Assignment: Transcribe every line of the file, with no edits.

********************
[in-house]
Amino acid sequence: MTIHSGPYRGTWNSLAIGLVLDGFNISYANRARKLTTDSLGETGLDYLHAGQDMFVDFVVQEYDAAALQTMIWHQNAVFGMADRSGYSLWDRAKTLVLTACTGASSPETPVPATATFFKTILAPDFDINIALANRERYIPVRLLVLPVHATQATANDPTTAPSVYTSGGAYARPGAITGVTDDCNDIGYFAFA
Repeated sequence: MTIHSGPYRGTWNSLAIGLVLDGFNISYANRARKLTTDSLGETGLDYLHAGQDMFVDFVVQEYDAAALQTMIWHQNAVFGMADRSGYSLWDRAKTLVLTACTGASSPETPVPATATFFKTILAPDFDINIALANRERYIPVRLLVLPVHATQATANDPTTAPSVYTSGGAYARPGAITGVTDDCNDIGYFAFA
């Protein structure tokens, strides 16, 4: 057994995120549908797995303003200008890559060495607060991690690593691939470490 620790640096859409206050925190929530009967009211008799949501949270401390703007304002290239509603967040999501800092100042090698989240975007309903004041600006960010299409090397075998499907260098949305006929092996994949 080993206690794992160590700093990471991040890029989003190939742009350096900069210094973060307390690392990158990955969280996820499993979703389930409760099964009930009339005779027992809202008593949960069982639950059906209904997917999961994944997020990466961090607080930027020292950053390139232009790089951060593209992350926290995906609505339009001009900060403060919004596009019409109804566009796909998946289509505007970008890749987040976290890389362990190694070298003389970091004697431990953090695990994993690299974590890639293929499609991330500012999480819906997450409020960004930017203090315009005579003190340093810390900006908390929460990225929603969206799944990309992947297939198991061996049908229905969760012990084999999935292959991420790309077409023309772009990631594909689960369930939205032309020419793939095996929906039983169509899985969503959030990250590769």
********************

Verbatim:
[in-house]
Amino acid sequence: MTIHSGPYRGTWNSLAIGLVLDGFNISYANRARKLTTDSLGETGLDYLHAGQDMFVDFVVQEYDAAALQTMIWHQNAVFGMADRSGYSLWDRAKTLVLTACTGASSPETPVPATATFFKTILAPDFDINIALANRERYIPVRLLVLPVHATQATANDPTTAPSVYTSGGAYARPGAITGVTDDCNDIGYFAFA
Repeated sequence: MTIHSGPYRGTWNSLAIGLVLDGFNISYANRARKLTTDSLGETGLDYLHAGQDMFVDFVVQEYDAAALQTMIWHQNAVFGMADRSGYSLWDRAKTLVLTACTGASSPETPVPATATFFKTILAPDFDINIALANRERYIPVRLLVLPVHATQATANDPTTAPSVYTSGGAYARPGAITGVTDDCNDIGYFAFA
């Protein structure tokens, strides 16, 4: 057994995120549908797995303003200008890559060495607060991690690593691939470490 620790640096859409206050925190929530009967009211008799949501949270401390703007304002290239509603967040999501800092100042090698989240975007309903004041600006960010299409090397075998499907260098949305006929092996994949 080993206690794992160590700093990471991040890029989003190939742009350096900069210094973060307390690392990158990955969280996820499993979703389930409760099964009930009339005779027992809202008593949960069982639950059906209904997917999961994944997020990466961090607080930027020292950053390139232009790089951060593209992350926290995906609505339009001009900060403060919004596009019409109804566009796909998946289509505007970008890749987040976290890389362990190694070298003389970091004697431990953090695990994993690299974590890639293929499609991330500012999480819906997450409020960004930017203090315009005579003190340093810390900006908390929460990225929603969206799944990309992947297939198991061996049908229905969760012990084999999935292959991420790309077409023309772009990631594909689960369930939205032309020419793939095996929906039983169509899985969503959030990250590769």